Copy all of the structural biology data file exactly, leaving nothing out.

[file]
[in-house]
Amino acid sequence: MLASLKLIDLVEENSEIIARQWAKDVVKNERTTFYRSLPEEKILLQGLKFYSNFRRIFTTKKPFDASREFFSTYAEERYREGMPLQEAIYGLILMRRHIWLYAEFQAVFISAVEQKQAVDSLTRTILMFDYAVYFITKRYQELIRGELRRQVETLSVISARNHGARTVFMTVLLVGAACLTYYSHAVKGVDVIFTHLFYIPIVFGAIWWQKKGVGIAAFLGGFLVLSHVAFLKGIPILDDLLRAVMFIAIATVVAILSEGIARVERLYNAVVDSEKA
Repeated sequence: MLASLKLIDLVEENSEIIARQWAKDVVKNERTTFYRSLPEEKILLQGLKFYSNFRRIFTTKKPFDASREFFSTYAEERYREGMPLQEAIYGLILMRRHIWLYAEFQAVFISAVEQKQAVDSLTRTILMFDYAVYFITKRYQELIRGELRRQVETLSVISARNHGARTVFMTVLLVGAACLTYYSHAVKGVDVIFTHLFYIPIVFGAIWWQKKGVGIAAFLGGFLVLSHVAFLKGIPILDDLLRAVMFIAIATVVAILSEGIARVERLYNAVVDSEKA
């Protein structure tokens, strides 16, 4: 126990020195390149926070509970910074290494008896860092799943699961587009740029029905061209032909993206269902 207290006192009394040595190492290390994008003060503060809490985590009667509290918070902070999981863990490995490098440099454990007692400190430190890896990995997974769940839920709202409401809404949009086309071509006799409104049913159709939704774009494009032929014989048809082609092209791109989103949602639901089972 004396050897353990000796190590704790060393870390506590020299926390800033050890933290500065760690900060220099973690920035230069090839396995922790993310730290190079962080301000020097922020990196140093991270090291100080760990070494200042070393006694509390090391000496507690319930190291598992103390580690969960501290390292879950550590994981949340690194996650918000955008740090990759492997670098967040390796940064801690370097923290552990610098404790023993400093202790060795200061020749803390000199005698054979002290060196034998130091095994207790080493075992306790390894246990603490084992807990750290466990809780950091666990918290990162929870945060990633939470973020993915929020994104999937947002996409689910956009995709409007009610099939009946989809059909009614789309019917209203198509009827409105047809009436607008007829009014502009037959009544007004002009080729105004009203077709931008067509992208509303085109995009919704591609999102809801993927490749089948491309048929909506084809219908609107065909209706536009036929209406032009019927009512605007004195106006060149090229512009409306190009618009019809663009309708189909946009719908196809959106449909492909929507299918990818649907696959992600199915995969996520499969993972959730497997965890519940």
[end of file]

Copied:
[in-house]
Amino acid sequence: MLASLKLIDLVEENSEIIARQWAKDVVKNERTTFYRSLPEEKILLQGLKFYSNFRRIFTTKKPFDASREFFSTYAEERYREGMPLQEAIYGLILMRRHIWLYAEFQAVFISAVEQKQAVDSLTRTILMFDYAVYFITKRYQELIRGELRRQVETLSVISARNHGARTVFMTVLLVGAACLTYYSHAVKGVDVIFTHLFYIPIVFGAIWWQKKGVGIAAFLGGFLVLSHVAFLKGIPILDDLLRAVMFIAIATVVAILSEGIARVERLYNAVVDSEKA
Repeated sequence: MLASLKLIDLVEENSEIIARQWAKDVVKNERTTFYRSLPEEKILLQGLKFYSNFRRIFTTKKPFDASREFFSTYAEERYREGMPLQEAIYGLILMRRHIWLYAEFQAVFISAVEQKQAVDSLTRTILMFDYAVYFITKRYQELIRGELRRQVETLSVISARNHGARTVFMTVLLVGAACLTYYSHAVKGVDVIFTHLFYIPIVFGAIWWQKKGVGIAAFLGGFLVLSHVAFLKGIPILDDLLRAVMFIAIATVVAILSEGIARVERLYNAVVDSEKA
């Protein structure tokens, strides 16, 4: 126990020195390149926070509970910074290494008896860092799943699961587009740029029905061209032909993206269902 207290006192009394040595190492290390994008003060503060809490985590009667509290918070902070999981863990490995490098440099454990007692400190430190890896990995997974769940839920709202409401809404949009086309071509006799409104049913159709939704774009494009032929014989048809082609092209791109989103949602639901089972 004396050897353990000796190590704790060393870390506590020299926390800033050890933290500065760690900060220099973690920035230069090839396995922790993310730290190079962080301000020097922020990196140093991270090291100080760990070494200042070393006694509390090391000496507690319930190291598992103390580690969960501290390292879950550590994981949340690194996650918000955008740090990759492997670098967040390796940064801690370097923290552990610098404790023993400093202790060795200061020749803390000199005698054979002290060196034998130091095994207790080493075992306790390894246990603490084992807990750290466990809780950091666990918290990162929870945060990633939470973020993915929020994104999937947002996409689910956009995709409007009610099939009946989809059909009614789309019917209203198509009827409105047809009436607008007829009014502009037959009544007004002009080729105004009203077709931008067509992208509303085109995009919704591609999102809801993927490749089948491309048929909506084809219908609107065909209706536009036929209406032009019927009512605007004195106006060149090229512009409306190009618009019809663009309708189909946009719908196809959106449909492909929507299918990818649907696959992600199915995969996520499969993972959730497997965890519940």